1. Install SBWeather on your client computer(s)
  2. Execute SBWeather; You may get a "serial error", if so ignore it.
  3. Click "settings" and select the radio button under "WX-200 input" that says "Internet (TCP/IP)". This will designate that you want to communicate over your network rather than through a serial port. This radio button is next to the "IP Address" field.
  4. Under "IP Address", you will need to enter the IP Address (or name) of the server computer. This is all the stuff I told you about above. Enter it here.
  5. The default TCP port of 9753 is what wx200d uses -- only change it if you've modified your linux computer to use a different port.
  6. SBWeather will open a TCP connection approximately 5 seconds after you finish entering the IP address and TCP port.
  7. SBWeather should begin communicating with the server (assuming the server is running and the network is up). You can check the "debug log" panel to see if any debug messages are arriving.

WMR-918/968 Support

The wireless weather stations, WMR-918 and WMR-968 differ slightly from the wired versions (WX-200 and WM-918). For this reason, there's a selection in the "setup" tab of SBWeather to choose which weather station protocol to use.

Unfortunately, the wireless stations do not report as much information to the computer as the wired stations do, so some of SBWeather's fields will be blank -- these are primarilly the min and max measure (min/max temp, min/max humid, etc).


Graphical Weather Instruments:

I've used some fairly decent ActiveX/OCX controls for all of the gauges, their meaning should be fairly intuitive. Units can be switched between english and metric on the setup page.


Network Information:

I use the UDP protocol for network communication. UDP is an Internet protocol, similar to TCP, and normally runs on top of IP. UDP is the "user datagram protocol" and supports unreliable streams of fixed size messages. Upon receiving a data packet from the WX-200, the server checks it's UDP port for any incoming messages and blasts out a data packet to every one it finds. This is a simple protocol and easy to implement. If you'd like to know the format of any of the packets, just send me an email at smbaker@sb-software.com.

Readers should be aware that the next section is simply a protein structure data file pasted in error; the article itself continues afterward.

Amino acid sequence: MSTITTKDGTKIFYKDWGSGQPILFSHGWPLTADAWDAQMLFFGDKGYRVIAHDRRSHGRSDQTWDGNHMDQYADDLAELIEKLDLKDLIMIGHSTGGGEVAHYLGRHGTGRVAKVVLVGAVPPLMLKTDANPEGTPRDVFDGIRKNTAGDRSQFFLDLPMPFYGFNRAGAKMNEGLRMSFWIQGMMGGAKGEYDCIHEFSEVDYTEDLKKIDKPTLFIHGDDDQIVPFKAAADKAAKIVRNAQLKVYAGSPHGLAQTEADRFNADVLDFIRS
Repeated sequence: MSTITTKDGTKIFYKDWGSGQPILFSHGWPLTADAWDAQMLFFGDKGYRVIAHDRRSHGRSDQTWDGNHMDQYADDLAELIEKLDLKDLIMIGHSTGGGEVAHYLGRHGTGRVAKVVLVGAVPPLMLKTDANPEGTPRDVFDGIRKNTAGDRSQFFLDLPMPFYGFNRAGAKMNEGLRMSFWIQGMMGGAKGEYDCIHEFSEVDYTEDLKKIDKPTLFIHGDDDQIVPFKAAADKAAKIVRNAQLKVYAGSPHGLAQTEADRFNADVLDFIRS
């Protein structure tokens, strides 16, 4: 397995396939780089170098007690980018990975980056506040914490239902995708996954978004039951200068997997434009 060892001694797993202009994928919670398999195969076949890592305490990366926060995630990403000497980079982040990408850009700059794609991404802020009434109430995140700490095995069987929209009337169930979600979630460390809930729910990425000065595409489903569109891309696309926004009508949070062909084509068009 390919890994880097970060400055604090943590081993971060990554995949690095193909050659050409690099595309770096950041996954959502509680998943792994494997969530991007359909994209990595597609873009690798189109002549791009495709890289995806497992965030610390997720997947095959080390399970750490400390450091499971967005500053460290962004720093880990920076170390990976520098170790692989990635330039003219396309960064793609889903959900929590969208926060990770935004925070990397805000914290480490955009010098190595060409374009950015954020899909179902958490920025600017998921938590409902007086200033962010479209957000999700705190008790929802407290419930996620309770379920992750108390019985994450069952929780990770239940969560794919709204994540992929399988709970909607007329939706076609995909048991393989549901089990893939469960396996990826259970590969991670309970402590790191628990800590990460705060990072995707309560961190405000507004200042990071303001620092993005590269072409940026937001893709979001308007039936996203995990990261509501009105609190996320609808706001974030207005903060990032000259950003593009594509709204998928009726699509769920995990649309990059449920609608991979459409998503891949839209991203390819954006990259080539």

I'm not interested in releasing source code at this time, so don't ask. I will provide details on the UDP record structures though, in case you want to be able to receive datagrams from the server in one of your own programs.

SBWeather also supports the TCP/IP protocol for communicating with the linux wx200d.


Voice Support:

SBWeather does include support for voice announcements of the weather. I did this mainly just for fun and I'm not sure what practical purpose it has. The format is designed after the weather announcements at the local airport and if hooked up to an aviation base station, it might actually make a useful automated weather system. Of course, you would need the proper FCC license to do this, and the WX200 is probably not legally accurate for this purpose, but....

Anyhow, if anyone finds any useful purpose for the voice support feature, I would love to hear it. You can record your own voice into the announcements by placing wav files in the SBWeather directory. The names of the .wav files are: one, two, three, four, five, six, seven, eight, nine, ten, zero, wind, at, temp, dew, space, press, barom, intro, alt, humid, and rain. For example, if you record a file called "into.wav" and put it into the SBWeather directory, then SBWeather will play that sound rather than my default voice.


Registration:

This program is shareware, and if you continue to use it, I would appreciate a registration payment. The payment is very small, and serves to help me continue my efforts. I consider this part of my series of "SB" utilities (SBNews, SBJV, SBPop, etc) and one registration fee pays for all of them, including all past, present, and future versions. For more information, see my website at http://www.sb-software.com/curproj.html, that is my current projects page and has details on all the "SB" utilities.

Details on my registration policy may be found at http://www.sb-software.com/credit/register.html.


Contact Information:

You can find the SBWeather page at http://www.sb-software.com/sbweather

You can reach me by mail at:

Scott Baker
2241 W Labriego
Tucson, Az 85741

I can be reached via email at smbaker@sb-software.com, and you can find my whole website at http://www.sb-software.com./


Keywords:

RadioShack Radio Shack Tandy WX-200 WX200 Weather Station AccuWeather AccuData WM-918 WM918 WM-968 WM968 Oregon Scientific


Revision History: